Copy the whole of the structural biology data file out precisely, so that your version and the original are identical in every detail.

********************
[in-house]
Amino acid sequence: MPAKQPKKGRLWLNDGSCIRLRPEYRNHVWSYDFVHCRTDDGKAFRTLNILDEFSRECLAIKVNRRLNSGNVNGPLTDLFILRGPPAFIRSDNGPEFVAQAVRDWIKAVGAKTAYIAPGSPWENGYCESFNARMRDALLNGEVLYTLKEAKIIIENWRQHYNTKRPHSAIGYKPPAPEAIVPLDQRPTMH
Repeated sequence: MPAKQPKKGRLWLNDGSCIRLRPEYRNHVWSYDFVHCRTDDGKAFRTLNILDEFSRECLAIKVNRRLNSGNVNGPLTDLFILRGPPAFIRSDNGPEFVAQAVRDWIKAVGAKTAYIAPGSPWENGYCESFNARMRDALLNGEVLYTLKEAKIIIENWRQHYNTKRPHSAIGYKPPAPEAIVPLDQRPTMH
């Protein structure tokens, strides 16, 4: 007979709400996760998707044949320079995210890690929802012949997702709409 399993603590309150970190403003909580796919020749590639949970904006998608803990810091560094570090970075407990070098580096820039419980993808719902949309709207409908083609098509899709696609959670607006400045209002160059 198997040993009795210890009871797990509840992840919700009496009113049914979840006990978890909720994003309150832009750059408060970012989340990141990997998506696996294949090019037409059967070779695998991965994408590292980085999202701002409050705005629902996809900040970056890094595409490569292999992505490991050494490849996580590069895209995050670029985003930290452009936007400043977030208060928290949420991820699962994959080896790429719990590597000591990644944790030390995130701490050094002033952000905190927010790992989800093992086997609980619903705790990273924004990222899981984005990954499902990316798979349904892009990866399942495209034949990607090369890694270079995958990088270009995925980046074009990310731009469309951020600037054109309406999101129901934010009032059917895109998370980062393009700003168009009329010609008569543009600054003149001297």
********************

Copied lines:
[in-house]
Amino acid sequence: MPAKQPKKGRLWLNDGSCIRLRPEYRNHVWSYDFVHCRTDDGKAFRTLNILDEFSRECLAIKVNRRLNSGNVNGPLTDLFILRGPPAFIRSDNGPEFVAQAVRDWIKAVGAKTAYIAPGSPWENGYCESFNARMRDALLNGEVLYTLKEAKIIIENWRQHYNTKRPHSAIGYKPPAPEAIVPLDQRPTMH
Repeated sequence: MPAKQPKKGRLWLNDGSCIRLRPEYRNHVWSYDFVHCRTDDGKAFRTLNILDEFSRECLAIKVNRRLNSGNVNGPLTDLFILRGPPAFIRSDNGPEFVAQAVRDWIKAVGAKTAYIAPGSPWENGYCESFNARMRDALLNGEVLYTLKEAKIIIENWRQHYNTKRPHSAIGYKPPAPEAIVPLDQRPTMH
């Protein structure tokens, strides 16, 4: 007979709400996760998707044949320079995210890690929802012949997702709409 399993603590309150970190403003909580796919020749590639949970904006998608803990810091560094570090970075407990070098580096820039419980993808719902949309709207409908083609098509899709696609959670607006400045209002160059 198997040993009795210890009871797990509840992840919700009496009113049914979840006990978890909720994003309150832009750059408060970012989340990141990997998506696996294949090019037409059967070779695998991965994408590292980085999202701002409050705005629902996809900040970056890094595409490569292999992505490991050494490849996580590069895209995050670029985003930290452009936007400043977030208060928290949420991820699962994959080896790429719990590597000591990644944790030390995130701490050094002033952000905190927010790992989800093992086997609980619903705790990273924004990222899981984005990954499902990316798979349904892009990866399942495209034949990607090369890694270079995958990088270009995925980046074009990310731009469309951020600037054109309406999101129901934010009032059917895109998370980062393009700003168009009329010609008569543009600054003149001297």